Rethinking Teacher Capacity

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					Rethinking Teacher Capacity




                         Bill McDiarmid
          Boeing Professor of Education
              University of Washington
              Who Am I

• Teacher (36 years)
    • Elementary, secondary, higher ed
    • Rural & urban
•   Father & husband
•   Partnership builder
•   Researcher (rural teachers & schools)
•   Product of rural America
      Why this topic?

• Capacity: “Innate potential for growth,
  development, or accomplishment.”
• Aid in thinking about how best to
  support teachers -- along the
  continuum
• Radical changes in the context of
  teaching unacknowledged
Story of Teacher Capacity:
       Continuities
Categories are still useful
• Knowledge
• Skills
• Dispositions
Continuity: What Teachers Need
         to Know & Be
   • (1) Subject matter: “careful review of the branches
     of knowledge required to be taught in our schools”
   • (2) Pedagogical methods: “the art of teaching…”
   • (3) Learning: “the laws which control the faculties
     of the youthful mind in pursuit and attainment of
     the truth”
   • (4) Positive moral influence on students
                     • Massachusetts Governor Everett
          at the opening the Barre Normal School, 1839
       Knowledge

• Learners -- both in general &
  specifically
• Content -- what they teach
• Methods -- how they create learning
  opportunities
• Context -- School, community, state,
  regional, national, international
   The Teaching Triangle
                    Learner



          Context             Context




Teacher                             Curriculum
                    Context
                     Skills
• Craft knowledge-- i.e., How to …
   • organize a classroom
   • manage groups of (often reluctant) learners with
     individual needs
   • counsel children/youth
   • present new ideas, information, & processes
   • assess what students are learning
   • work with parents, colleagues, staff, administrators,
     community members
   • manage paper flow
   • perform a range of non-instructional tasks
   • use constantly changing technology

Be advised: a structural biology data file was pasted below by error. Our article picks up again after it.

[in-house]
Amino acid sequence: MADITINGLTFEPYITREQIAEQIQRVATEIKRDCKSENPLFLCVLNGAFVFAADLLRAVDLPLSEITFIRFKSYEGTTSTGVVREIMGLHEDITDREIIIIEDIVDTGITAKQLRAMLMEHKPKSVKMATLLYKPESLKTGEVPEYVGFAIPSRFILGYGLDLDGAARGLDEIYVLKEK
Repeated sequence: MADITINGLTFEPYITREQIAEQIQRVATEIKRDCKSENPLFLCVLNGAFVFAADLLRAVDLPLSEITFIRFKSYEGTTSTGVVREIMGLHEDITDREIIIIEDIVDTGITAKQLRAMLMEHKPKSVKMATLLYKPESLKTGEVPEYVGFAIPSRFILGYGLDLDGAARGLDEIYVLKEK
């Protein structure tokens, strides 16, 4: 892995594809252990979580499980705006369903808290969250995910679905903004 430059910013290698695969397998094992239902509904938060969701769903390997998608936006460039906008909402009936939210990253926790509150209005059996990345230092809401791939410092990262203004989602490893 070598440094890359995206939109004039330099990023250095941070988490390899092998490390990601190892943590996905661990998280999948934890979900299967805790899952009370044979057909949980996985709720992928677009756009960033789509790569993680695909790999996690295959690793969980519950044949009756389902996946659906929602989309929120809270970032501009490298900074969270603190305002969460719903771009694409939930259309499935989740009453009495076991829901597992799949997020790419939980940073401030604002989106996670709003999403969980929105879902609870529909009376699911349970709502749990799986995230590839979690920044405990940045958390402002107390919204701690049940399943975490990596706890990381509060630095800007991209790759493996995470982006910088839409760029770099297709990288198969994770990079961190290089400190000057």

• mentor beginning teachers
             Dispositions
• Attitudes, Values, Beliefs, Commitments
   • Caring about kids, colleagues, the community
   • Believing that all children can learn what is in the
     curriculum
   • Committed to ensuring each child learns
   • Valuing public schools -- where all are welcome &
     nurtured -- as critical to democracy
   • Valuing the transmission of essential cultural
     knowledge
   • Valuing the intellectual, social, & spiritual development
     of every child
Story of Teacher Capacity:
      Discontinuities
How was teaching different 36
        years ago?
• Students, classrooms, & schools
   • More homogenous ethnically &
     linguistically
   • Special needs students segregated
   • Teachers more control over curriculum,
     methods, assessment
   • Stronger local control, far less federal &
     state regulation
How was teaching different 36 years ago:
       Standards for Success
    • Largely locally determined -- therefore,
      uneven (lower in some rural areas)
    • High school graduates worthy & employed
      members of community
    • Maybe higher ed
    • Kids “happy,” learned social skills
What social & cultural factors
 account for differences?
 • Immigration & changing demographics
 • Changes in family make-up
   • More single parents (most work)
   • More mothers who work
What economic factors account for
          differences?

   •   Fewer good paying manufacturing jobs
   •   More low paying service sector jobs
   •   Fewer rural jobs
   •   Greater global competition for markets
   •   Housing less affordable in some areas
   •   Higher education much more
       expensive
Summary: Changes over the
  Past Several Decades